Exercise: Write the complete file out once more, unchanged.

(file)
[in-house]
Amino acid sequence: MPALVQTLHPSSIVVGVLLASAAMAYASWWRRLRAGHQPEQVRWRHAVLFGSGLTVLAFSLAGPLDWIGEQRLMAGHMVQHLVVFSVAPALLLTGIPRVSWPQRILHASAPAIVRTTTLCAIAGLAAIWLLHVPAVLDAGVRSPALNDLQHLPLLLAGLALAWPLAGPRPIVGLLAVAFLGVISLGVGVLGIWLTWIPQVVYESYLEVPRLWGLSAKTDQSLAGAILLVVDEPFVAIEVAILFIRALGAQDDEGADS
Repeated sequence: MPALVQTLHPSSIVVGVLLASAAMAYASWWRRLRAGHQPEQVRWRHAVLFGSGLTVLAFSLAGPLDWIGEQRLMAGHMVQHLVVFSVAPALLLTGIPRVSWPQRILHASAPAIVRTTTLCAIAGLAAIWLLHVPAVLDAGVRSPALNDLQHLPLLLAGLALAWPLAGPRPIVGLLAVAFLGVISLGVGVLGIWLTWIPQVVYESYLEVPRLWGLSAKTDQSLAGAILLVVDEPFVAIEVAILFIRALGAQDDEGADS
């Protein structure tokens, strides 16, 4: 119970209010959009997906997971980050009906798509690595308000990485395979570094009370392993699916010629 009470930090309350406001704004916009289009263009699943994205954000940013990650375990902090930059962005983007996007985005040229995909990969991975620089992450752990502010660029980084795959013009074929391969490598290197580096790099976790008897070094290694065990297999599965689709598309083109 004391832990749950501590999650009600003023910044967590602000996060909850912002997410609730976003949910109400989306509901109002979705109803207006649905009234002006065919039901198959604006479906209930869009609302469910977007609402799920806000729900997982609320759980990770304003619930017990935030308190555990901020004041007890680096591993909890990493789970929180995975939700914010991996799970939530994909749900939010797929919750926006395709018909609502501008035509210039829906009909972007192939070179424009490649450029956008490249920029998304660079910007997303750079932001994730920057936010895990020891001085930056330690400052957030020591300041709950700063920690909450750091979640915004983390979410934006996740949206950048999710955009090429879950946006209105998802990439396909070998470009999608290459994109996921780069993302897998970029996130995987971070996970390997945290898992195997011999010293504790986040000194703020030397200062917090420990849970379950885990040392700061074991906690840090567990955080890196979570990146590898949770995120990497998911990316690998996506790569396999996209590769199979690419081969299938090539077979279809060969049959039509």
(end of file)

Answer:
[in-house]
Amino acid sequence: MPALVQTLHPSSIVVGVLLASAAMAYASWWRRLRAGHQPEQVRWRHAVLFGSGLTVLAFSLAGPLDWIGEQRLMAGHMVQHLVVFSVAPALLLTGIPRVSWPQRILHASAPAIVRTTTLCAIAGLAAIWLLHVPAVLDAGVRSPALNDLQHLPLLLAGLALAWPLAGPRPIVGLLAVAFLGVISLGVGVLGIWLTWIPQVVYESYLEVPRLWGLSAKTDQSLAGAILLVVDEPFVAIEVAILFIRALGAQDDEGADS
Repeated sequence: MPALVQTLHPSSIVVGVLLASAAMAYASWWRRLRAGHQPEQVRWRHAVLFGSGLTVLAFSLAGPLDWIGEQRLMAGHMVQHLVVFSVAPALLLTGIPRVSWPQRILHASAPAIVRTTTLCAIAGLAAIWLLHVPAVLDAGVRSPALNDLQHLPLLLAGLALAWPLAGPRPIVGLLAVAFLGVISLGVGVLGIWLTWIPQVVYESYLEVPRLWGLSAKTDQSLAGAILLVVDEPFVAIEVAILFIRALGAQDDEGADS
């Protein structure tokens, strides 16, 4: 119970209010959009997906997971980050009906798509690595308000990485395979570094009370392993699916010629 009470930090309350406001704004916009289009263009699943994205954000940013990650375990902090930059962005983007996007985005040229995909990969991975620089992450752990502010660029980084795959013009074929391969490598290197580096790099976790008897070094290694065990297999599965689709598309083109 004391832990749950501590999650009600003023910044967590602000996060909850912002997410609730976003949910109400989306509901109002979705109803207006649905009234002006065919039901198959604006479906209930869009609302469910977007609402799920806000729900997982609320759980990770304003619930017990935030308190555990901020004041007890680096591993909890990493789970929180995975939700914010991996799970939530994909749900939010797929919750926006395709018909609502501008035509210039829906009909972007192939070179424009490649450029956008490249920029998304660079910007997303750079932001994730920057936010895990020891001085930056330690400052957030020591300041709950700063920690909450750091979640915004983390979410934006996740949206950048999710955009090429879950946006209105998802990439396909070998470009999608290459994109996921780069993302897998970029996130995987971070996970390997945290898992195997011999010293504790986040000194703020030397200062917090420990849970379950885990040392700061074991906690840090567990955080890196979570990146590898949770995120990497998911990316690998996506790569396999996209590769199979690419081969299938090539077979279809060969049959039509």